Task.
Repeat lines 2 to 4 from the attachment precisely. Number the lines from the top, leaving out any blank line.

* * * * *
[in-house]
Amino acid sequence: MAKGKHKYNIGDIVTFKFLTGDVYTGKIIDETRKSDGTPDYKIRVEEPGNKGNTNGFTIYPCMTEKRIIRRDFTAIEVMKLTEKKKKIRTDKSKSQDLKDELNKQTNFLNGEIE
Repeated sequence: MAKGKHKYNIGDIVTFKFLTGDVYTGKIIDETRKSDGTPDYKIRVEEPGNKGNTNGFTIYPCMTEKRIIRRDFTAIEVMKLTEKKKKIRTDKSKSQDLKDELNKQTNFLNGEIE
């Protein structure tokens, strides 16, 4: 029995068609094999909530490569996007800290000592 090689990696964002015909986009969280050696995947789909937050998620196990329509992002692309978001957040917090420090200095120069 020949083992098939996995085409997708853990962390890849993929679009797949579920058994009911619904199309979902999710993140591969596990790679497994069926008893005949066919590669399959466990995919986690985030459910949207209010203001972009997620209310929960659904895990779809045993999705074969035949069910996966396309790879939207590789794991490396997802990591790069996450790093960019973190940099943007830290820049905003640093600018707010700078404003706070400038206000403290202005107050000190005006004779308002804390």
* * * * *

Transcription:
Amino acid sequence: MAKGKHKYNIGDIVTFKFLTGDVYTGKIIDETRKSDGTPDYKIRVEEPGNKGNTNGFTIYPCMTEKRIIRRDFTAIEVMKLTEKKKKIRTDKSKSQDLKDELNKQTNFLNGEIE
Repeated sequence: MAKGKHKYNIGDIVTFKFLTGDVYTGKIIDETRKSDGTPDYKIRVEEPGNKGNTNGFTIYPCMTEKRIIRRDFTAIEVMKLTEKKKKIRTDKSKSQDLKDELNKQTNFLNGEIE
């Protein structure tokens, strides 16, 4: 029995068609094999909530490569996007800290000592 090689990696964002015909986009969280050696995947789909937050998620196990329509992002692309978001957040917090420090200095120069 020949083992098939996995085409997708853990962390890849993929679009797949579920058994009911619904199309979902999710993140591969596990790679497994069926008893005949066919590669399959466990995919986690985030459910949207209010203001972009997620209310929960659904895990779809045993999705074969035949069910996966396309790879939207590789794991490396997802990591790069996450790093960019973190940099943007830290820049905003640093600018707010700078404003706070400038206000403290202005107050000190005006004779308002804390």